The wonders of the Acropolis Museum just get better and better. Now, ten years after its inauguration, the museum has opened its last (or perhaps only its latest) permanent exhibit: the extensive archaeological excavation site that lies beneath the building, where a portion of an ancient Athenian neighborhood has been brought to light.
A GOLDEN OPPORTUNITY
In the 1990s, as plans gained momentum for the establishment of a new Acropolis Museum – as well as for a new “Acropolis” metro station and the unification of central Athenian archaeological sites with the conversion of Areopagitou Street into a pedestrian thoroughfare – visible signs of change began to appear in the neighborhood south of the Acropolis. Houses, apartment buildings and small businesses, including an aged traditional taverna with the intriguing name of “Socrates’ Prison,” began to be purchased and demolished to make space for what was coming.
As the foundations and basements of these contemporary structures were cleared away, an unseen part of the ancient city of Athens began to emerge. The extraordinary opportunity to explore a large, previously hidden section of Athens’ past could not be lost, so archaeologists, officials and benefactors scrambled into action.
It is a tribute to these groups, and to the leaders of the new Acropolis Museum project, that, despite the inconvenience to architects and builders, the “Makrigianni site” was preserved and embraced, almost literally, by the fabulous new structure erected above it. Archaeologists and engineers worked closely together to find exactly the right spots – in many cases new locations, different from those indicated in the original plans – for the massive support columns that would carry the new building. Thanks to these collaborative efforts, we now have a glimpse into a long-inhabited district whose archaeological remains, covering 4,000 square meters, date from prehistoric times through the Byzantine era.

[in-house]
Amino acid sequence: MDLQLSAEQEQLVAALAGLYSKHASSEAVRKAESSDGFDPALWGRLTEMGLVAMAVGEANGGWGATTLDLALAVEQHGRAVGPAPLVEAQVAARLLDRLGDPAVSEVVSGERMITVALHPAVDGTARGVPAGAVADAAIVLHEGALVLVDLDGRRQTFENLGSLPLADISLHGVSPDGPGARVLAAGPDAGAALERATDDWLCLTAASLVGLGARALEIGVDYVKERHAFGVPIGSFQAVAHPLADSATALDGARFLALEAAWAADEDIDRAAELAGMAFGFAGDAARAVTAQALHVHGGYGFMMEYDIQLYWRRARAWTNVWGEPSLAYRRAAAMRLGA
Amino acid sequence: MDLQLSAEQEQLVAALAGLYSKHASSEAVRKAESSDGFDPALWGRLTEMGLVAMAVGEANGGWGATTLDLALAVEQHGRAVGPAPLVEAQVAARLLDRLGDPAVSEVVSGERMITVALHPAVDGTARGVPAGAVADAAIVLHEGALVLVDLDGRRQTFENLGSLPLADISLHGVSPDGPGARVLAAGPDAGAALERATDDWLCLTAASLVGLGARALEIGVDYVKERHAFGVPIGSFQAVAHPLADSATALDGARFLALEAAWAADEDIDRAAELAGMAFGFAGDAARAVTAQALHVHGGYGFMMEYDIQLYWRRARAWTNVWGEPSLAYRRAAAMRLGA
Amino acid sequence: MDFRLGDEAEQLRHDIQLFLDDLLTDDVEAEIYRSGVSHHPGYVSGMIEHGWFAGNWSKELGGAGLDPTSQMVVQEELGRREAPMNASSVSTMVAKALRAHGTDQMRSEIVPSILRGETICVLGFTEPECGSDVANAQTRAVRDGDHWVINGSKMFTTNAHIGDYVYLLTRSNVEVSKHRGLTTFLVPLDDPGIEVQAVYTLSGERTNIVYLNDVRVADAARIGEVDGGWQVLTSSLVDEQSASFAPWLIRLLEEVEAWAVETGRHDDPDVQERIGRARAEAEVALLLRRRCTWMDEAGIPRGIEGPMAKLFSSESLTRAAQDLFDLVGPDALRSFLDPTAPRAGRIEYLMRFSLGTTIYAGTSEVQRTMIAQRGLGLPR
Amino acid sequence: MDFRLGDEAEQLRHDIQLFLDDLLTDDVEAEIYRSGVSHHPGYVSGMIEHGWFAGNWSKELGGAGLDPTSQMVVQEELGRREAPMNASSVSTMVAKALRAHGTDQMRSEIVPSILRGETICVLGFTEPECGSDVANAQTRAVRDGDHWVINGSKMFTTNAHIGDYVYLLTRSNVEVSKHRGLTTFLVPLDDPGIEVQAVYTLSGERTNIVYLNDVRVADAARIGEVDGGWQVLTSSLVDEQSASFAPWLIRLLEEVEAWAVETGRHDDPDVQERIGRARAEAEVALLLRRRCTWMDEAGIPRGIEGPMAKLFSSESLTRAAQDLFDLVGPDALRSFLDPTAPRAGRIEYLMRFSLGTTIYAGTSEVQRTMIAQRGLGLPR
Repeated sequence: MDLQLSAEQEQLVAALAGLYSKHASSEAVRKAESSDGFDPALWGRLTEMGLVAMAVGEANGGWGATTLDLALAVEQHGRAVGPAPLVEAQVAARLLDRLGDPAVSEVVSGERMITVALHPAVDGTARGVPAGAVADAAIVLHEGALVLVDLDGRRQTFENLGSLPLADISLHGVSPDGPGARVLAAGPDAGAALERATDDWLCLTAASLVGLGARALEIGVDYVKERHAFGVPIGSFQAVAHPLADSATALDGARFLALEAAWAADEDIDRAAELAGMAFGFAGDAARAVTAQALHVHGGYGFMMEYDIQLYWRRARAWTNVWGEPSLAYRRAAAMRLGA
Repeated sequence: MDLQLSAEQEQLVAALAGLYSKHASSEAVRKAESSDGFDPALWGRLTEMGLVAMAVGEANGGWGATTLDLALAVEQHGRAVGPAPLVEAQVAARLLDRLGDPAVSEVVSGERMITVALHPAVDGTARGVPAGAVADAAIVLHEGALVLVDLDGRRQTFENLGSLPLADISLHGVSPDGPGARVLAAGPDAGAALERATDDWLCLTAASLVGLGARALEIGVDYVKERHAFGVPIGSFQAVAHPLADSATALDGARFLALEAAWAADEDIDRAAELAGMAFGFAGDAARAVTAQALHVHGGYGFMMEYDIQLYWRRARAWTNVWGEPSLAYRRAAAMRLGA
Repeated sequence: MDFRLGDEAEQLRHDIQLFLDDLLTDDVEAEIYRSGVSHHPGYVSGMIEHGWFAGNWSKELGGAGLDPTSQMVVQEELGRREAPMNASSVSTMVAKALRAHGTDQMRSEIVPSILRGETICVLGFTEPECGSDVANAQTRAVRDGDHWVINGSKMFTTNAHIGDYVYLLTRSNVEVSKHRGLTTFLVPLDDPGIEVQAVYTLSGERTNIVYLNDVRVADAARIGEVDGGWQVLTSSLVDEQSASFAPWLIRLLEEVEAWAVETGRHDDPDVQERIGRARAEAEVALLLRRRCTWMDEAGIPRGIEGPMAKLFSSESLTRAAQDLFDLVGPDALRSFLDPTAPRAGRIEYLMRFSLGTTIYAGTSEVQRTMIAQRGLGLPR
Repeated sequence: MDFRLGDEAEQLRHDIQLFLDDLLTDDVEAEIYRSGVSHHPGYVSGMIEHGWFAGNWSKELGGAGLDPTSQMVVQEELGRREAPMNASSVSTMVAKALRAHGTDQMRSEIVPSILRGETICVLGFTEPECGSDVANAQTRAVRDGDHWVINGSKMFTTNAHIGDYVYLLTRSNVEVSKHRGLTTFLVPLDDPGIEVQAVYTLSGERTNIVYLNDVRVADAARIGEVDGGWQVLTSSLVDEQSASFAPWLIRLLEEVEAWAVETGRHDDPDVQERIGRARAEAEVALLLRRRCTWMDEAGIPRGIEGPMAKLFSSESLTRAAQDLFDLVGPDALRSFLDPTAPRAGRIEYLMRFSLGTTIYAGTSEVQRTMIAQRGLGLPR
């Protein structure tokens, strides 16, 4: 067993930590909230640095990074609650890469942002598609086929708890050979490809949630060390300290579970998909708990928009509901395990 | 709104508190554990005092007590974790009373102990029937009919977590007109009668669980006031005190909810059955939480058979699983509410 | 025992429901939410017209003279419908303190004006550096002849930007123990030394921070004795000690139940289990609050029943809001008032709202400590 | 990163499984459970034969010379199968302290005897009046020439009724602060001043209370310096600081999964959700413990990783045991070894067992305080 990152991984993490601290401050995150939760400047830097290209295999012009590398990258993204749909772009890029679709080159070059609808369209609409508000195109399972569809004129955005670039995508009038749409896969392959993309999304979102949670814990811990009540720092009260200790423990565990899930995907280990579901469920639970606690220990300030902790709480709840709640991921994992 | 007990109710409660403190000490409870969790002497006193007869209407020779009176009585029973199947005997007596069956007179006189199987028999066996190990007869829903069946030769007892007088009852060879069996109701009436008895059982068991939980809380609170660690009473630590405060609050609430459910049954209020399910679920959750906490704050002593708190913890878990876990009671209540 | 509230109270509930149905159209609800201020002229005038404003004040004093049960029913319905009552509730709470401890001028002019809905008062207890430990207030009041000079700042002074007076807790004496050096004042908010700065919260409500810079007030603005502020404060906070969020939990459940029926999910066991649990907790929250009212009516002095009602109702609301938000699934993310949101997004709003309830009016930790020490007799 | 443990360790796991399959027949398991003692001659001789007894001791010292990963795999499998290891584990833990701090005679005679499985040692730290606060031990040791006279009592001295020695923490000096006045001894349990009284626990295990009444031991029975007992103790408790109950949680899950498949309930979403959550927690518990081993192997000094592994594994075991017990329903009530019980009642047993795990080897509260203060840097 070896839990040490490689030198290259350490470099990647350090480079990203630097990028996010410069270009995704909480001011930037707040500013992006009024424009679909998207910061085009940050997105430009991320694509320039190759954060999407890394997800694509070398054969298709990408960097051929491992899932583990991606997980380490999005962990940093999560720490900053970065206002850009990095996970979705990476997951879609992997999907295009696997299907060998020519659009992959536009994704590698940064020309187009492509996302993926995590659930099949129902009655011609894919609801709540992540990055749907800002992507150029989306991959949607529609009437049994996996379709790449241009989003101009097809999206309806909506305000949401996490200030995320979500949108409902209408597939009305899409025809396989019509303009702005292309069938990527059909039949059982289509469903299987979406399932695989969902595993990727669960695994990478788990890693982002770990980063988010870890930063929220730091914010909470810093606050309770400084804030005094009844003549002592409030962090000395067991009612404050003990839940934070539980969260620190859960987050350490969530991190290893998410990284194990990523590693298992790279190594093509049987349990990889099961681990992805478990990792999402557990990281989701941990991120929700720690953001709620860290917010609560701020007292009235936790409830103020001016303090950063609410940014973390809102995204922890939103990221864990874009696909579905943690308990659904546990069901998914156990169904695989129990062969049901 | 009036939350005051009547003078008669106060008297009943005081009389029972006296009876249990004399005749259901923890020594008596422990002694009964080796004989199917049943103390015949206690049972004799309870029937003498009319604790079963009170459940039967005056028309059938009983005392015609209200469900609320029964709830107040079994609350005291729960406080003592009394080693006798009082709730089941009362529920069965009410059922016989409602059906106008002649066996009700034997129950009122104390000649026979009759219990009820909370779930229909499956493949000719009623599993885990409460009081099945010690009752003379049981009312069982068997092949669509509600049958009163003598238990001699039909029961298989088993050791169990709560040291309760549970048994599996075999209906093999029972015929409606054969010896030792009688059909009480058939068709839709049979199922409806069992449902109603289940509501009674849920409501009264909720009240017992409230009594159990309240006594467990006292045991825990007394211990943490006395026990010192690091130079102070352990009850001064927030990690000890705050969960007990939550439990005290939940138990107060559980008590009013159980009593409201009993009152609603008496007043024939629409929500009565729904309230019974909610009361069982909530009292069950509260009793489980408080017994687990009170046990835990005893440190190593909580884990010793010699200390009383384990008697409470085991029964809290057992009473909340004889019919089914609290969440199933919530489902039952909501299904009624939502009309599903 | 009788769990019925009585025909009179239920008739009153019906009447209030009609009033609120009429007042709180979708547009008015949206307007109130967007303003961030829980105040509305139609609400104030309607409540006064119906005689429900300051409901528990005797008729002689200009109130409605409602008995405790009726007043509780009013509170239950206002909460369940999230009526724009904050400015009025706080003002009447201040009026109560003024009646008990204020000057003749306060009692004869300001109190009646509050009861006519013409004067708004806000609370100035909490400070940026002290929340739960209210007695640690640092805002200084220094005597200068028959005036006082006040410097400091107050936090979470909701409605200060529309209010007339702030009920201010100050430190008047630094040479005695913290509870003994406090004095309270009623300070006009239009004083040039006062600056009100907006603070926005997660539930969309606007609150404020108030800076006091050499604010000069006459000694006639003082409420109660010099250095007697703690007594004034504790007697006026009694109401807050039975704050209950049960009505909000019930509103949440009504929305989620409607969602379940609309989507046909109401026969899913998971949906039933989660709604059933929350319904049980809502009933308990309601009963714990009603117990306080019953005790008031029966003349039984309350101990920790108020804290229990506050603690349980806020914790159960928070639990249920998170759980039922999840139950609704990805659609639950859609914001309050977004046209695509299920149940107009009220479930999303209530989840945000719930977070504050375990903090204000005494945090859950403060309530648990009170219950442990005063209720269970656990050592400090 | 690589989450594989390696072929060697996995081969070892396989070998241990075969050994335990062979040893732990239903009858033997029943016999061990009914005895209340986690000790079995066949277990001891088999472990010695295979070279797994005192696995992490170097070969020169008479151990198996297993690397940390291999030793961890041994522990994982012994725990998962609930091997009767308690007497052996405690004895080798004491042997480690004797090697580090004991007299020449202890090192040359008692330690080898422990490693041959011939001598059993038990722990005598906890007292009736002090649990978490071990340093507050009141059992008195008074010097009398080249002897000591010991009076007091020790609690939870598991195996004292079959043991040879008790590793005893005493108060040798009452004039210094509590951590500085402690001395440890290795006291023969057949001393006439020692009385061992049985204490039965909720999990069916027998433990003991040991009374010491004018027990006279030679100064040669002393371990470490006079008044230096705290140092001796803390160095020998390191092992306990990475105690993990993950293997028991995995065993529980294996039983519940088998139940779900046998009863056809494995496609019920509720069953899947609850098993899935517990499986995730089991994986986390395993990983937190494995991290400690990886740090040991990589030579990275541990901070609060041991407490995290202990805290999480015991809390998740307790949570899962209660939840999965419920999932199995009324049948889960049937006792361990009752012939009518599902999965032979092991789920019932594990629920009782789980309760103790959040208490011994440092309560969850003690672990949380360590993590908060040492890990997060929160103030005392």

Today, as we stroll along the elevated walkways beneath the Acropolis Museum, the tidy presentation and hushed atmosphere of the excavation site belie the great tumult of activity that took place here, both in ancient times and during the more recent transformation of the site.
Led by archaeologist Stamatia Eleftheratou, excavations began in 1997 and, with occasional breaks, continued until 2007. The project was conducted under the auspices of the 1st Ephorate of Prehistoric and Classical Antiquities (EPKA) and the Organization for the Construction of the New Acropolis Museum (OANMA), in collaboration with the museum’s visionary president, Prof. Dimitrios Pandermalis, the long-time director of excavations at Dion.